Don’t get stressed at the thought of packing your room. If you go slow, and take breaks—including some time to dance around to music, time will fly and before you know it your room will be empty and you’ll be ready and rolling out the door! But don’t forget—now that you’ve packed up your room, keep track of your system and take note of where you put everything. August will be here in the blink of an eye and it will be move in day once again!

-Ring Queen

I’m reading Organizational Communication: Approaches and Processes

What to Bring (and What Not to Bring) to College

College is a new beginning. But before you can reach the new beginning, you’ve got to pack up your things and empty your closet. When packing for college I found myself asking what to bring and what not to bring to school. After a year of school, I’ve finally figured it out! So to save you from the stress of what to pack, I’m here to save the day.

First thing, you don’t need to pack all of your winter clothes/gear right away. If possible, leave your winter clothes at home with your parents and then fetch them when the weather gets cold. Winter clothes/coats take up A LOT of closet space that is hard to come by in a dorm room. If nothing else, when you go home for thanksgiving break retrieve all your boots, scarves, mittens, hats, and coats then.

Next, when it comes to childhood items such as your old blanket, favorite stuffed animal or other items of importance, bring them. This might surprise you, but there is comfort in the familiar. When you’re having a bad day, these are the type of items that might slightly cheer you up when your family and home is nowhere to be found. If you must, hide them in your closet and just bring them out when necessary.

Lastly, bring a positive attitude. It might sound cliché, but this will greatly improve your liking of college. If you release your inhibitions and try new things you will make a lot of new friends. When your dorm has welcome activities try to participate and have a good time. Everyone goes into college with some concerns, but not everyone embraces them. Think lightly and with a joyful point of view.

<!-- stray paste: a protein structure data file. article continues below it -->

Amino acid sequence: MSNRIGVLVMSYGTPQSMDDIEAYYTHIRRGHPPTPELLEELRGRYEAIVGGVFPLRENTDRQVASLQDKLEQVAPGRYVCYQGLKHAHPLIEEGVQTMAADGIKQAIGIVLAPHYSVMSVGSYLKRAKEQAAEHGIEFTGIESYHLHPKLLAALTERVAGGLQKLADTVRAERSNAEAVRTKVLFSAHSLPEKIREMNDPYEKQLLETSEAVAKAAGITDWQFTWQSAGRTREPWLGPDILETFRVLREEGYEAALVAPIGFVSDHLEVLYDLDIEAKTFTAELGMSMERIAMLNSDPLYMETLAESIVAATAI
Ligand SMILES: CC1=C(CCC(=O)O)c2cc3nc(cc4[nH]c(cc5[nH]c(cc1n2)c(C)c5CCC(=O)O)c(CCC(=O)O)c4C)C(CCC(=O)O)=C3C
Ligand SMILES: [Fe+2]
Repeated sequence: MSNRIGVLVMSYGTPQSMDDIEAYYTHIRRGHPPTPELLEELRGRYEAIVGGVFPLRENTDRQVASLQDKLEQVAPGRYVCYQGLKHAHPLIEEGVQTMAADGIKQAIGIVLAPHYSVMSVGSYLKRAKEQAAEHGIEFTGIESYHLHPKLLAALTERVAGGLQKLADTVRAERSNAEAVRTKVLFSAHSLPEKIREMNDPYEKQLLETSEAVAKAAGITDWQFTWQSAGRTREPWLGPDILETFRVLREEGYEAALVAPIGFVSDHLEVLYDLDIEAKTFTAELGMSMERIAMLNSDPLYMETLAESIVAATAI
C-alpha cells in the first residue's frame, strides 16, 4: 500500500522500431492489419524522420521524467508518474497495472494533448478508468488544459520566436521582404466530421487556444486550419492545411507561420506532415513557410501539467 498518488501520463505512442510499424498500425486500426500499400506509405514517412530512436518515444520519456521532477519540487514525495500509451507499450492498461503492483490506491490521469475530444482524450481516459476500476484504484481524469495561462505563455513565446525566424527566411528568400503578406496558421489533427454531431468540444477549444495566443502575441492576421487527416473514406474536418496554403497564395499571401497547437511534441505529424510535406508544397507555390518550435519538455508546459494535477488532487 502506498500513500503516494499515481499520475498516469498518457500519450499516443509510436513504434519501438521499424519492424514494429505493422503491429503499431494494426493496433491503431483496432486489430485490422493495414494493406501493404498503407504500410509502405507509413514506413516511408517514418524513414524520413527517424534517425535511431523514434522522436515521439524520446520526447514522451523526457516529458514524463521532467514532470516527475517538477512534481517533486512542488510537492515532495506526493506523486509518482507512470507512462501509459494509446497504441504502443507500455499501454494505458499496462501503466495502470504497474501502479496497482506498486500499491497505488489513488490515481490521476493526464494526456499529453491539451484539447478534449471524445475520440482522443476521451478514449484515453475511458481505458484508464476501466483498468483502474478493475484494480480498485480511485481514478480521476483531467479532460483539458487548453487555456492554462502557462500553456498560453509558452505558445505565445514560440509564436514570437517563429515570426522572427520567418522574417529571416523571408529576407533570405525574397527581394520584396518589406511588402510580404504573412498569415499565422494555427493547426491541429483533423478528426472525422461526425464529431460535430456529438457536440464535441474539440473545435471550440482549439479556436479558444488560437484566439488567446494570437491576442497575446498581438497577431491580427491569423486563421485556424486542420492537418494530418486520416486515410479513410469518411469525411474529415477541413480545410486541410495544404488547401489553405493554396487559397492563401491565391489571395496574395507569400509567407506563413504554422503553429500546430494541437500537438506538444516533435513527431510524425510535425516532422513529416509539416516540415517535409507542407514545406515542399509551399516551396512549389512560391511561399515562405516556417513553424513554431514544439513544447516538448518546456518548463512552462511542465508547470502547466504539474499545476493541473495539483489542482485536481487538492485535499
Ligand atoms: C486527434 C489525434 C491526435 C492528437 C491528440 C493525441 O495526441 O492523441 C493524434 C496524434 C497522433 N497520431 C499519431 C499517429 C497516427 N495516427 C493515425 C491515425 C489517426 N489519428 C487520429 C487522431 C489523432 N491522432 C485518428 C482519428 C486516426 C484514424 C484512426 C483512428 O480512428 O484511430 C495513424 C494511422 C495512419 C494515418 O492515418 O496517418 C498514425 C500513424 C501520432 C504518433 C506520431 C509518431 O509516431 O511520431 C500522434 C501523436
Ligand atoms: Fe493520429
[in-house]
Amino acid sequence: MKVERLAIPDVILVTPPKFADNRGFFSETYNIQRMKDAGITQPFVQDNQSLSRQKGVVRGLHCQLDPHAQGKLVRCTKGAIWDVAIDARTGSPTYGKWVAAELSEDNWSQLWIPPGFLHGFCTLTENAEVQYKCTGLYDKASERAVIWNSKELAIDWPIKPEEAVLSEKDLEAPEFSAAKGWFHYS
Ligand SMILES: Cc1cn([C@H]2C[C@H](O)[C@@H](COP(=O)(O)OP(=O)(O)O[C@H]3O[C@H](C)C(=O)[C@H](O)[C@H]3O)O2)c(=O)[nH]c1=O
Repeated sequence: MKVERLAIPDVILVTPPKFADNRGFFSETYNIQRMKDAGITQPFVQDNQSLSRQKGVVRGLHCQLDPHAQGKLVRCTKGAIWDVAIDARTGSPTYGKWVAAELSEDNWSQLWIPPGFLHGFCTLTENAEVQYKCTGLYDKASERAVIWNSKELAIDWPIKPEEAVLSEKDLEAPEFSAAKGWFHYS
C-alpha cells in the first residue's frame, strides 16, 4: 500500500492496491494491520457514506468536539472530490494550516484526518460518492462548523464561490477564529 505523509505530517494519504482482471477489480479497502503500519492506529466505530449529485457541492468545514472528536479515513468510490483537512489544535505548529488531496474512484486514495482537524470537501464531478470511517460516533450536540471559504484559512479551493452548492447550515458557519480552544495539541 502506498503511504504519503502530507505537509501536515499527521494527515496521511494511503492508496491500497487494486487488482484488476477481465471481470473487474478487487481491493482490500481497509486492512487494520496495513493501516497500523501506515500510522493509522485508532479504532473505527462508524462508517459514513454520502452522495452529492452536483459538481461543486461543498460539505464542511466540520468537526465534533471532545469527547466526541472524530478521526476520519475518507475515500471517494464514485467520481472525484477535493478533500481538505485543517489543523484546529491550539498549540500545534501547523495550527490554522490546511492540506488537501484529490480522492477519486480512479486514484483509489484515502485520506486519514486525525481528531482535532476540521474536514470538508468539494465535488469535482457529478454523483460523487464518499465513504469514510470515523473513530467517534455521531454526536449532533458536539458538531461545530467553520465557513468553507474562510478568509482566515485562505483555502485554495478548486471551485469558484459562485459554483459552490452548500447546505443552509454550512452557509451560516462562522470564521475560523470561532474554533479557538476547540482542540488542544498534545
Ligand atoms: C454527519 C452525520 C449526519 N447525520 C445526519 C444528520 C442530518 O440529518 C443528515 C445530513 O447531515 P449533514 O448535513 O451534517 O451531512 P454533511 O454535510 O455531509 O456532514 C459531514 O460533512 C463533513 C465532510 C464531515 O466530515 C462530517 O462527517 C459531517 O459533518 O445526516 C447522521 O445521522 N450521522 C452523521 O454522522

First thing not to bring is high school drama. In college, no one cares who you WERE in high school. It doesn’t matter if you were the prom king or band nerd, everyone has a fresh start and new impressions to make. Forget about your old boyfriend/girlfriend drama or the people you may not have gotten along with, it’s a new start for them too. In college you can become who you want to be and let go of the past.

Next, do not bring too many knick-knacks. It’s hard enough to keep a dorm room clean, but when you have little knick-knacks sitting everywhere, it’s 10X harder. Don’t bring things that are just going to get in your way. Ask yourself when packing, “Have I used this item in the last 6 months?” If the answer is no, you’re probably not going to need it at school. Try your best not to over pack and to only pack what you will use on a regular basis.

Lastly, do not bring everything for your new room. The best idea is to buy some basic essentials and then to buy things like room decor, once you’re at school. I was so excited about my new room that I went out and bought everything at once. I realized when packing that my car was going to be a little snug. There are many things I initially brought that I could’ve waited to get until I got here. Think about what you really need and don’t need and plan a shopping day once you reach your destination.

I hope my input will save you from some serious packing stress. Enjoy everything about this new transition in your life, without the worries. Happy packing J

-Speedy G.

I’m reading Experiencing the World’s Religions